By Michelle Hart, Staff Writer
On January 23, the finalists for the National Book Critics Circle awards were announced. Among them was "Bitter Spring: A Life of Ignazio Silone," written by Stanislao Pugliese, a distinguished professor of Modern European History at the University.
Aside from teaching, Professor Pugliese has directed the Hofstra Cultural Center's Italian-American Lecture Series and has organized several international conferences at the University. His essay "The Books of the Roman Ghetto Under the Nazi Occupation" was presented at the University's 17th Annual Distinguished Faculty Lecture in 1999, and he was awarded the Peter E. Herman Literary Award. This semester, Pugliese is a Visiting Scholar at Harvard University.
Ignazio Silone, the star of "Bitter Spring," was a founding member of the Italian communist party, but was eventually expelled because he saw communism's true colors, as opposed to what the Italian people hoped it was going to be. Forsaking politics, he reinvented himself as a novelist without any kind of university education or formal literary training.
"What attracted me to Silone was that he was sort of like the black sheep of Italian intellectuals both before and after the Second World War," Pugliese said. "The communists would not accept him and the right wing would not accept him so he was always kind of a loner and anyone can relate to that."
Suffering from depression and contemplating suicide, Silone decided to hole himself away in a small hotel in Switzerland—he could not return his homeland—and began composing what would become his first novel, "Fontamara." That novel became the most translated, most read, and most influential work of antifascism in the 1930's and the 1940's.
Pugliese did not originally intend on writing a biography of Silone. His first book, which was a biography of another Italian figure, won the Ignazio Silone International Prize in Italy and, to claim the prize, Pugliese had to fly to Silone's hometown. Upon having lunch with his editor, Pugliese remarked on how strange it was that no one had written a biography of Silone in English.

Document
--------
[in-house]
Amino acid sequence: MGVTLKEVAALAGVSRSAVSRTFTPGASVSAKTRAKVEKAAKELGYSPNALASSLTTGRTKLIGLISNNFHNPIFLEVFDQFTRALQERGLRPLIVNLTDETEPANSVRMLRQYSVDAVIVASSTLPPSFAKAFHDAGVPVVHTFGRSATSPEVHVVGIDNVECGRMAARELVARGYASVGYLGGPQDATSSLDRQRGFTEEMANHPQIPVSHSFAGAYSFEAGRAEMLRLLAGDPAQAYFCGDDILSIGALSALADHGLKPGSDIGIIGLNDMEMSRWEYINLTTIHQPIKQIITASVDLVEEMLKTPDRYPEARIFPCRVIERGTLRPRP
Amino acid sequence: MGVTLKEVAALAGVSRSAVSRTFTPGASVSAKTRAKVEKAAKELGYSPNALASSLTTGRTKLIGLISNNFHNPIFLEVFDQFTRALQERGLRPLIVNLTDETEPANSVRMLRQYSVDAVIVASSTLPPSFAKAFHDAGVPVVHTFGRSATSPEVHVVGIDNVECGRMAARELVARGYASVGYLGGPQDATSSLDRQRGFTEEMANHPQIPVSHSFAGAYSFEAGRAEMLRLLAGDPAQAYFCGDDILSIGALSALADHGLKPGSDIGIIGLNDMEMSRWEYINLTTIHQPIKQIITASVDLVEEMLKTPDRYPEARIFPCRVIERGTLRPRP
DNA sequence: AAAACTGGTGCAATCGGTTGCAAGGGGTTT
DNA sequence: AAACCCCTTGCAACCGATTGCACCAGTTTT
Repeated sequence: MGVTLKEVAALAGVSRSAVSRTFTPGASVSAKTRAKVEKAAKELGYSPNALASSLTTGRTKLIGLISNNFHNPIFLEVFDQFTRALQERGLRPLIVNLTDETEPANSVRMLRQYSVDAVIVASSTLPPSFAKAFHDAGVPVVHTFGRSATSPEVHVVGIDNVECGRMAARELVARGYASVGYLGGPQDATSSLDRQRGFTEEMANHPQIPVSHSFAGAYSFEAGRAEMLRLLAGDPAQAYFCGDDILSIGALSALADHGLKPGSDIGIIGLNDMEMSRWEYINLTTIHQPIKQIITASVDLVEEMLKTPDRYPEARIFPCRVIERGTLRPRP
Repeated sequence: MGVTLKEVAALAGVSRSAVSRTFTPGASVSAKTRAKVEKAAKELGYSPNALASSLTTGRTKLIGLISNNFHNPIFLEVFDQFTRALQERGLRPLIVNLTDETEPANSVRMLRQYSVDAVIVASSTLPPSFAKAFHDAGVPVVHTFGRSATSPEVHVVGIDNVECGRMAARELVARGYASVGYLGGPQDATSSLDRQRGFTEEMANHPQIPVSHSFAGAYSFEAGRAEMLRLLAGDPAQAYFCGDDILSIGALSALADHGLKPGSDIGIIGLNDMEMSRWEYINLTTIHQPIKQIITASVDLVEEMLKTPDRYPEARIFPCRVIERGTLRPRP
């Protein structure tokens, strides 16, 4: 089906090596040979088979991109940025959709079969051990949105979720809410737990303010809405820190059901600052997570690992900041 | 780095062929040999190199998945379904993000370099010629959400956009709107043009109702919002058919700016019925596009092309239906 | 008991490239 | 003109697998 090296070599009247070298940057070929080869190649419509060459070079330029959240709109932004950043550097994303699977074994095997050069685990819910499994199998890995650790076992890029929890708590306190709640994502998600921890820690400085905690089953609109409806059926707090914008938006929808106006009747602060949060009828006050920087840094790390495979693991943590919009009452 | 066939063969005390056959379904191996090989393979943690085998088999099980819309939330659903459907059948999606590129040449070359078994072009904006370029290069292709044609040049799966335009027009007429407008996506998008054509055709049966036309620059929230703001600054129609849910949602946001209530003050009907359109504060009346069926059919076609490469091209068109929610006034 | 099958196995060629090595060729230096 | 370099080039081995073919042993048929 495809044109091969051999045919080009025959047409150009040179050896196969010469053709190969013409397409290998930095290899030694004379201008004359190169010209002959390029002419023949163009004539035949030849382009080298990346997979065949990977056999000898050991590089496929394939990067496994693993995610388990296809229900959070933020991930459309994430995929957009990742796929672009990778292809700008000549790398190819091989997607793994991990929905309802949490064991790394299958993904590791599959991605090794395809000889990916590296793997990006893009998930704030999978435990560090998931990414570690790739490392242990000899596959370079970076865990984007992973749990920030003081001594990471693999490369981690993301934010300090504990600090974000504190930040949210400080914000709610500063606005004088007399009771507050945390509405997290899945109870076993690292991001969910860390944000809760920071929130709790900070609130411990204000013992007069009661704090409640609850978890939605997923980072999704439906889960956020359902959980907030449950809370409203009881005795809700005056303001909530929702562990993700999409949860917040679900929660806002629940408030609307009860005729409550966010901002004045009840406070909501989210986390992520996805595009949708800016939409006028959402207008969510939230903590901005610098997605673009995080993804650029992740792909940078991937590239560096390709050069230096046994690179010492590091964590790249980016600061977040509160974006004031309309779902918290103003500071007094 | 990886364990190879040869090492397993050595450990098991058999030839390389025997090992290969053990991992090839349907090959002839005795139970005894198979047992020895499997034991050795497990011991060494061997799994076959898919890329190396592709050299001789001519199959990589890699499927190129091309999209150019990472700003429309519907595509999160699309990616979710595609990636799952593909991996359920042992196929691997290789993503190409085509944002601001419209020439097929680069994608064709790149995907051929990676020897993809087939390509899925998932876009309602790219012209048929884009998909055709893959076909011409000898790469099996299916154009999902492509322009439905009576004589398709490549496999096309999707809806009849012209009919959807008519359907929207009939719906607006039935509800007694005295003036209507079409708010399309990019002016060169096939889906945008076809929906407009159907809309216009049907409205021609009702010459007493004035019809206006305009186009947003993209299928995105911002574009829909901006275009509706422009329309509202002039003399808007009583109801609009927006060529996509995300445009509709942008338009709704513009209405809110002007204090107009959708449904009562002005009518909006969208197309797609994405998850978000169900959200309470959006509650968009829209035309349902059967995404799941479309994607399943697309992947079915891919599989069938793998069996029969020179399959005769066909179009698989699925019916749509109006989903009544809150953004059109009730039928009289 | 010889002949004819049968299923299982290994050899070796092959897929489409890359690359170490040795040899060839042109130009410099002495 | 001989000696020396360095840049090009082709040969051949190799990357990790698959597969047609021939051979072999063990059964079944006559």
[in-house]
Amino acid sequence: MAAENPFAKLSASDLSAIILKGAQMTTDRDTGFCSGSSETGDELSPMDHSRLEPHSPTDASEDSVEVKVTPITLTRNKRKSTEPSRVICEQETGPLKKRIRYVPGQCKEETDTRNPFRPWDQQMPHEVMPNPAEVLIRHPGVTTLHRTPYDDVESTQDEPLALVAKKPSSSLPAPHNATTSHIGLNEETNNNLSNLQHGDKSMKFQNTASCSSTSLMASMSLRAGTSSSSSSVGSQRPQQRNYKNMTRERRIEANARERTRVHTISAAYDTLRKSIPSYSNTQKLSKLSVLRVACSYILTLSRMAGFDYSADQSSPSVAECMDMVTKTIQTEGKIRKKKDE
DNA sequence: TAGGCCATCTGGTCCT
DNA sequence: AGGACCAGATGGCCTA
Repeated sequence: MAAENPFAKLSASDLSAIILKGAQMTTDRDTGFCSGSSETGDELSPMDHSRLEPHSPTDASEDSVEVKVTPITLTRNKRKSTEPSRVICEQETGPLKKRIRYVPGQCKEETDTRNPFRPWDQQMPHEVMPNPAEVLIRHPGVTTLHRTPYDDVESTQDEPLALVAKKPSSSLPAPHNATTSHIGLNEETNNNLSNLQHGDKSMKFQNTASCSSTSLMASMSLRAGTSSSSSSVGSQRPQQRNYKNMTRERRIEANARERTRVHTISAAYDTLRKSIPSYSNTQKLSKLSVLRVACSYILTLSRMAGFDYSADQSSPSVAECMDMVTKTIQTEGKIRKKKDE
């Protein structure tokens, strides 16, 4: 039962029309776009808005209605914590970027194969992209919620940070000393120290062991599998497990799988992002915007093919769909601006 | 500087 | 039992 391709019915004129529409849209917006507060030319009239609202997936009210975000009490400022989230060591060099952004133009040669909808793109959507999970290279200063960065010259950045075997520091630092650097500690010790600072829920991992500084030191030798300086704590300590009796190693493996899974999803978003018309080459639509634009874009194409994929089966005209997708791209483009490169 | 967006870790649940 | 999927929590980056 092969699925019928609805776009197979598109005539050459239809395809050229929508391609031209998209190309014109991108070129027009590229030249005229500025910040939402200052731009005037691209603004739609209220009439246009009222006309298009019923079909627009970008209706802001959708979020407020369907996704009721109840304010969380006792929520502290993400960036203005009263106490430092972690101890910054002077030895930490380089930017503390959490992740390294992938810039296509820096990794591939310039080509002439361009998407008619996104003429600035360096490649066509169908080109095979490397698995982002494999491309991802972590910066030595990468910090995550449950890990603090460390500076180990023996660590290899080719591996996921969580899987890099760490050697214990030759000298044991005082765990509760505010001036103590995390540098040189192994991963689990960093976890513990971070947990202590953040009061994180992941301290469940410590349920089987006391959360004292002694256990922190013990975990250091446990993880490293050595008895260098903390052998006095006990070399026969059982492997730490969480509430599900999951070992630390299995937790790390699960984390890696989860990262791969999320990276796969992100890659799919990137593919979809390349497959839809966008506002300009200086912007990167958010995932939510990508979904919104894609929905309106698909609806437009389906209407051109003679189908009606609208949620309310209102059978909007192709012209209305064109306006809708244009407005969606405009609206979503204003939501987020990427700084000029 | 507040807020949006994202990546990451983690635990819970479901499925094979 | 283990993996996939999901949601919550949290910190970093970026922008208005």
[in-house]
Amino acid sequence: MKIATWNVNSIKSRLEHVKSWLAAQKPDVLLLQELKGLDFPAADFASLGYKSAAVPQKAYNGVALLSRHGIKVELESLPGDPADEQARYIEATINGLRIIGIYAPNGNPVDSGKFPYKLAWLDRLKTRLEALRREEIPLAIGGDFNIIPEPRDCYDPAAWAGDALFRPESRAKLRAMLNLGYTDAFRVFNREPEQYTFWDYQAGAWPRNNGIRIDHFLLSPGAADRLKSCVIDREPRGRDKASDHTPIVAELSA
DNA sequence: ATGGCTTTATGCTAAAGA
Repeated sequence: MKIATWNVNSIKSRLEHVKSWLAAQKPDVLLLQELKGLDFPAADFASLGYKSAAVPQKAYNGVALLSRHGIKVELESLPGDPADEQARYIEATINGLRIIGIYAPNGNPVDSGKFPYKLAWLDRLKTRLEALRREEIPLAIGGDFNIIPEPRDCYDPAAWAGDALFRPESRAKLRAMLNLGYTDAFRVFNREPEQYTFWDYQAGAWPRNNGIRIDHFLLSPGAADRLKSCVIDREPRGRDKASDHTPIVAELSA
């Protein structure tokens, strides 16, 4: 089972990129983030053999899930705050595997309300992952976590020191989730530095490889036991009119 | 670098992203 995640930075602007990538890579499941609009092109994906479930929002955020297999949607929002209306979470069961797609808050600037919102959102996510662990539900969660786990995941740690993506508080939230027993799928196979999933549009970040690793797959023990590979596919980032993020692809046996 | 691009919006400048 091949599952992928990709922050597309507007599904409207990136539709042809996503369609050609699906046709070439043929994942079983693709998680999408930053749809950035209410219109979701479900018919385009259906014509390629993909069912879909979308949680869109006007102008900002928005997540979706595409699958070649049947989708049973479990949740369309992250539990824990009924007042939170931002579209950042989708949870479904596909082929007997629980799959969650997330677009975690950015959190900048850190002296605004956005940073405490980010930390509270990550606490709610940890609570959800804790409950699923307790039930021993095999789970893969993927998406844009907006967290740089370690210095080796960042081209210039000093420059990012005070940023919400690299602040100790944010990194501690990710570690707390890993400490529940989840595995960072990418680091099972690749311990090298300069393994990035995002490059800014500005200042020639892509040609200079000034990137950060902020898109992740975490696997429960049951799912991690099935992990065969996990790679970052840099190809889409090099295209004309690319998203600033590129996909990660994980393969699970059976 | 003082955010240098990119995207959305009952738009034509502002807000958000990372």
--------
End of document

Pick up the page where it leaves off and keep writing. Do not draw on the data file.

"My editor turned to me and he said, ‘would you like to write one?'" Pugliese recalled.
Nine years later, after much hard work and thorough research, "Bitter Spring," was published, immediately receiving near-unanimous praise from critics. The New York Times named it one of their Editor's Choices, calling the work, "absorbing."
"For your work to be praised by colleagues, peers, and people you don't know is an extremely gratifying and satisfying feeling," Pugliese said.
As a graduate of this University, Pugliese still recalls the enormous effect it has had on his life and career. Since his parents were Italian immigrants, Pugliese was the first of his family to go to college. He came to the University with a vague notion of what college was all about, and immediately became enraptured in all it had to offer. He was especially drawn to his professors, who proved invaluable in his years as an undergraduate.
"Many of my professors opened many different doors for me, including the idea that you could spend the rest of your life doing what you love to do," Pugliese said.